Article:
This is the WORST novel I have ever encountered in my entire life. I simply cannot understand the extensive positive reviews of this novel and other novels by the same author.

As another reviewer on Amazon said, Kristen Ashley is in dire need of an editor — for content, for style, and for her horrible grammar. (I listened to an audio version from the library, so I cannot comment upon the punctuation, as someone else has.) Worst of all, however, is that the characters in this novel (and I imagine in the rest of her work) represent of some of the worst gender stereotypes you will find anywhere, setting the women’s movement back half a century at least.

(And no, the fact that the heroine is a former airline company Vice President does not make her any less of a gender stereotype. Read on.)

The “heroine” and primary narrator (we get her first person point of view all the way through until nearly the end) Lauren Graham (god she has so many nicknames it is hard to keep them straight – “Ace,” “Lori,” “Ri” (or however you spell it –audio versions are no help there), has to be one of the stupidest women I have ever encountered in a novel, and that includes books written by misogynist men. She is utterly clueless throughout 99% of the book and is always misunderstanding her lover, the “smokin’ hot, badass, biker bounty hunter who looks good in jeans” Tatum Jackson, in spite of the fact that his patterns of communication as an “alpha male” are repeated endlessly. She is always confused about what he wants from her when anyone with half a working brain cell could figure it out. I certainly did myself, and I have zero knowledge of so-called “biker talk.” I can’t tell you how many times, while listening to this story, I said “you idiot” out loud. A problem is that those misunderstandings form the foundation of the vast majority of the plot in this book.

For example, I really got ticked off at Lauren when she goes into this tizzy trying to figure out whether Tate wants her to live with him. Get this: she is ALREADY staying in his house and has made her move out of the motel room she was living in and enjoying, purportedly for her safety given the serial rapist/killer running amok, not to mention that this is, after all, a biker town. In spite of all that she goes so far as to look for an apartment and then pisses him off because of it. Just asking him appears to be out of the question for this spineless woman. Still, he has made it clear in no uncertain terms that he wants “his woman” where he can know where she is at all times. Sure, she is insecure when the novel starts out (though how a former corporate VP could be that insecure is beyond me), but by the time THAT scene rolls around she has been playing “biker babe” for quite a while.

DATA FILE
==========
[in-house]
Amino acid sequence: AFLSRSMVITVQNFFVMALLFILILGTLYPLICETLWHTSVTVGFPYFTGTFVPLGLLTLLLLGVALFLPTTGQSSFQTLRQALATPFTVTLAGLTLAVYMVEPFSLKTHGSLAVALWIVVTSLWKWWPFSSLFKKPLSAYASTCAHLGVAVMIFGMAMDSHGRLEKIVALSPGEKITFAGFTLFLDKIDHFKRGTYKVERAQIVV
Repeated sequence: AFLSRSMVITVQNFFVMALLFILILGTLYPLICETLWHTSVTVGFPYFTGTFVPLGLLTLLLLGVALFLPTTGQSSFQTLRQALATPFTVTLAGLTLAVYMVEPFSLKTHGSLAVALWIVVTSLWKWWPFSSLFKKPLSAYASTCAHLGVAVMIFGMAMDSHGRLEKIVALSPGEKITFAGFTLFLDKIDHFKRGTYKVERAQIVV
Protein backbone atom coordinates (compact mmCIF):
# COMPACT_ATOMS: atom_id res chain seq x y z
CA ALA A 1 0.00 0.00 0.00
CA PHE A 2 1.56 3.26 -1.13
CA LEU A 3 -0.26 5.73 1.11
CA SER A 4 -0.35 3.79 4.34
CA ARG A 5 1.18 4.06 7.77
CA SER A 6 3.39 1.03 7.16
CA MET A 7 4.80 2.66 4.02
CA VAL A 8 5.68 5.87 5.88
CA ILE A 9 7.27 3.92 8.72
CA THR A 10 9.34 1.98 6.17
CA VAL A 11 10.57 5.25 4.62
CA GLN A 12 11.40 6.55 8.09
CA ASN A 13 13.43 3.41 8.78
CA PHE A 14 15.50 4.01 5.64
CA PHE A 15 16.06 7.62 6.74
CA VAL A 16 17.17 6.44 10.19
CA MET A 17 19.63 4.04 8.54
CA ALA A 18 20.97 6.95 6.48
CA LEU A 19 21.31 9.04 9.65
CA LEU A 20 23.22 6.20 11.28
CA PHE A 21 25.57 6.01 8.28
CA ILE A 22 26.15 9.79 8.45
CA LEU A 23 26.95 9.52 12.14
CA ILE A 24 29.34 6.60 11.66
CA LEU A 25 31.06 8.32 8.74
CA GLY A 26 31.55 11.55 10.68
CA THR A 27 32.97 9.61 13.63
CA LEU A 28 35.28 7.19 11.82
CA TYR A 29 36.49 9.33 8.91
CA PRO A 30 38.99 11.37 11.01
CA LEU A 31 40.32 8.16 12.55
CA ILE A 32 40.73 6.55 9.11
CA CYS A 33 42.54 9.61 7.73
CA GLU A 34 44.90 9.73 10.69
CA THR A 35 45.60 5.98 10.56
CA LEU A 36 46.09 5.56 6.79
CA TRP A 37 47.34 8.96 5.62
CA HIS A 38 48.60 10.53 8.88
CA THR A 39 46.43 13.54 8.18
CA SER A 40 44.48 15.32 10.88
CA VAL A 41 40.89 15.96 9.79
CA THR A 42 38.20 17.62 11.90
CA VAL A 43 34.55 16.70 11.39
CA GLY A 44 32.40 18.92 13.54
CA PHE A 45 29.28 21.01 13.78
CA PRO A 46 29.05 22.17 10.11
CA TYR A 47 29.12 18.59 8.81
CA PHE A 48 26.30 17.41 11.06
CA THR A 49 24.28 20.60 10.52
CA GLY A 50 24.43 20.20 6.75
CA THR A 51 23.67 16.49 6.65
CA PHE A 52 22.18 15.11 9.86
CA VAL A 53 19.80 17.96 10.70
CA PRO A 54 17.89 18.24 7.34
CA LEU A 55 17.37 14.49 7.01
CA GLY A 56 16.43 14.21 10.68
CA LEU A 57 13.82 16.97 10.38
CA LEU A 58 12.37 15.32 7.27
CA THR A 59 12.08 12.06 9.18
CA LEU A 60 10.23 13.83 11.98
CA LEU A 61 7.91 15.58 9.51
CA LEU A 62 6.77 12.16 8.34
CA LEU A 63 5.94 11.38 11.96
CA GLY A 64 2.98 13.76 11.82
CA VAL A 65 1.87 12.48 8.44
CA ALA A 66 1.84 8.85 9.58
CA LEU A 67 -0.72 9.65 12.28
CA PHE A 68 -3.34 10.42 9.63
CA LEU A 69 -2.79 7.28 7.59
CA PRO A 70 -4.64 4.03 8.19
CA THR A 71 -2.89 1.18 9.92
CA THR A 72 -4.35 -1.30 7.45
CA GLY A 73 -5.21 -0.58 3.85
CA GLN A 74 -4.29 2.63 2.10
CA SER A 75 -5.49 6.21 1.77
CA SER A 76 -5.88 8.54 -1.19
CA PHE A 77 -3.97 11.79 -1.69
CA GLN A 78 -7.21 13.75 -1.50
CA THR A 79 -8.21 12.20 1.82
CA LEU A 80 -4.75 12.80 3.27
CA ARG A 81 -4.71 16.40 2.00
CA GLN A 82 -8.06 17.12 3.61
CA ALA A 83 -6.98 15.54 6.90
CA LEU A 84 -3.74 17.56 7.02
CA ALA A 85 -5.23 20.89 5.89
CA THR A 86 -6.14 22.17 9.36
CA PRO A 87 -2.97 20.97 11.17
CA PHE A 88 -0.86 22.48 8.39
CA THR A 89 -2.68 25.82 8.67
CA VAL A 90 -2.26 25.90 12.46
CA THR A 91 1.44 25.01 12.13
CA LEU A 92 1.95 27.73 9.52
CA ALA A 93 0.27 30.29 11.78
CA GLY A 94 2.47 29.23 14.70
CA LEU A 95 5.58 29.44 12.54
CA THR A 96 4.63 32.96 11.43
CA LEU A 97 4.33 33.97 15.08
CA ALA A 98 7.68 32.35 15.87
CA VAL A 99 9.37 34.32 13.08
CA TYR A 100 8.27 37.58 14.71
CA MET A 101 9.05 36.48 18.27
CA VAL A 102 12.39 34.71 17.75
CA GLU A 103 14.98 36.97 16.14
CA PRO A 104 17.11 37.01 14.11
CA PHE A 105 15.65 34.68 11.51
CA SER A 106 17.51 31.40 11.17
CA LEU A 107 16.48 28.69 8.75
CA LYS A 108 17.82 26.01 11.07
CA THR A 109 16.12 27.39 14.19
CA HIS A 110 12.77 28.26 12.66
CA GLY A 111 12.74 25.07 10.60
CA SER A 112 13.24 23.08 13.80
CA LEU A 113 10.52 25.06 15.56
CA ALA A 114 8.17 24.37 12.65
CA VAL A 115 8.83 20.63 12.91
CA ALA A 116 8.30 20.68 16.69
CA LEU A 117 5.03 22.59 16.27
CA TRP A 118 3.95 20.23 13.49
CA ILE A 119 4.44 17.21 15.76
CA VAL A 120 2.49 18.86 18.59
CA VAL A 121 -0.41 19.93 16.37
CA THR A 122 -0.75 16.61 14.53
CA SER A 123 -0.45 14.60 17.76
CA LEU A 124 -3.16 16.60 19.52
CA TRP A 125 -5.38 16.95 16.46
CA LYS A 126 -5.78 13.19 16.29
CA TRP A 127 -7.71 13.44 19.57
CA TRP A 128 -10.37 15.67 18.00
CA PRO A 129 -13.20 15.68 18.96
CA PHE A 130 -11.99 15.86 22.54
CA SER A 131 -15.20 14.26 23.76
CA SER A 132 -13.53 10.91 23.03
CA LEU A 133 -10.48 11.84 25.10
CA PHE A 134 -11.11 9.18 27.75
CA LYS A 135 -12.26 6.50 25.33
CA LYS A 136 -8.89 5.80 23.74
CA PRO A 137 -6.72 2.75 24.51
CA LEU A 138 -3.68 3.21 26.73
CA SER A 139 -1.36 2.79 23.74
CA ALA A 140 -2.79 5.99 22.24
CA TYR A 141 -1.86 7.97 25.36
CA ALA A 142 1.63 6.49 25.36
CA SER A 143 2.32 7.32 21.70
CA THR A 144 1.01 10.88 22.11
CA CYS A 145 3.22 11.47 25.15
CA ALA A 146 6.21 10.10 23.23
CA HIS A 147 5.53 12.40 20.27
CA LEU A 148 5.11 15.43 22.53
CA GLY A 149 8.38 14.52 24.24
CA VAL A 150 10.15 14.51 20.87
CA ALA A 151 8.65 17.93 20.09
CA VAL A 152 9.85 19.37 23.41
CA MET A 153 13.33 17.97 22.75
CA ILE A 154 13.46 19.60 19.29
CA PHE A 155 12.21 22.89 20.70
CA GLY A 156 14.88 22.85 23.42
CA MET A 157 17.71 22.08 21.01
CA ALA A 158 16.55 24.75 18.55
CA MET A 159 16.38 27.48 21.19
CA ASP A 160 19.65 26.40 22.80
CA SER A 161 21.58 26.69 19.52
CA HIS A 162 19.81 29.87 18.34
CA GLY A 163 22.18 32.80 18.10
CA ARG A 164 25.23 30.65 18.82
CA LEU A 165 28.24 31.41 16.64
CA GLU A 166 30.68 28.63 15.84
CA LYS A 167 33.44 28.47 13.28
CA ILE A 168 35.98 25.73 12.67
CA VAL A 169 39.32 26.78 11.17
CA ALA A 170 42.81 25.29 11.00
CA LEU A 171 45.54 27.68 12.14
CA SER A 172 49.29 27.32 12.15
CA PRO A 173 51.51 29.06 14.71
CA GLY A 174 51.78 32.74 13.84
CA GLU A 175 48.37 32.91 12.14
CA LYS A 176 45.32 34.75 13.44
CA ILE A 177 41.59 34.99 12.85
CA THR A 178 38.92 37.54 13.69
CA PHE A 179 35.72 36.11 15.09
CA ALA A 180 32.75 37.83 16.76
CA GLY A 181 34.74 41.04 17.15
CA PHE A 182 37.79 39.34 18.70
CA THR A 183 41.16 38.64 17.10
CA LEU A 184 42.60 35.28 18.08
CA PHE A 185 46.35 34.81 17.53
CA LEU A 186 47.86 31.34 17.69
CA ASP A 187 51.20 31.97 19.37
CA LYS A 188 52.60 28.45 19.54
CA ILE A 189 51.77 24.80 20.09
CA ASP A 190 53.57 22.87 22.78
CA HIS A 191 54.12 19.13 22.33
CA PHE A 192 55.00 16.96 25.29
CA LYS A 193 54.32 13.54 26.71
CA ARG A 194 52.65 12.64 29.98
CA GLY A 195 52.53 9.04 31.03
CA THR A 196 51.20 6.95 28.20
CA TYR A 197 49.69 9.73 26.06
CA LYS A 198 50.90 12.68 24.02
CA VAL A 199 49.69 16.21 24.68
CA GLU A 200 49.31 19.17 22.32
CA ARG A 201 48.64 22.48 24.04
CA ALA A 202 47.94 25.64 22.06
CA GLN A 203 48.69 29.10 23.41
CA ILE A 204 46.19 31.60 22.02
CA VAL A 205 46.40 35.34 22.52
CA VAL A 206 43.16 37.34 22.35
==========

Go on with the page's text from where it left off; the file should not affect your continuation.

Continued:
To me Lauren comes off as a complete idiot. I have serious trouble believing she was EVER an “Executive Vice President of Human Relations” at an airline with a recognizable name. You don’t get to a job like that being as mealy-mouthed and as lacking in self-confidence and self-esteem as Lauren is. She doubts EVERYTHING about herself. Ok, so in part that’s because her now ex-husband ran her down all the time, but seriously now. A woman at a job at that level letting a man like Brad (a stereotypical pompous ass interested only in status) run her down is simply unbelievable. She doesn’t leave him — he is the one who divorces her. Even after the divorce she is still pining for Brad, saying they can work it out, even though the main reason for the divorce is that he has “fallen in love” with Lauren’s best friend, and the two have been having an affair for five years. The fact that she still wants him back even after the divorce is final (at least until she “finds herself” in biker town Carnal, Colorado and falls in love with the salaciously delicious Tatum Jackson) alone is enough to tell you what an idiot she is.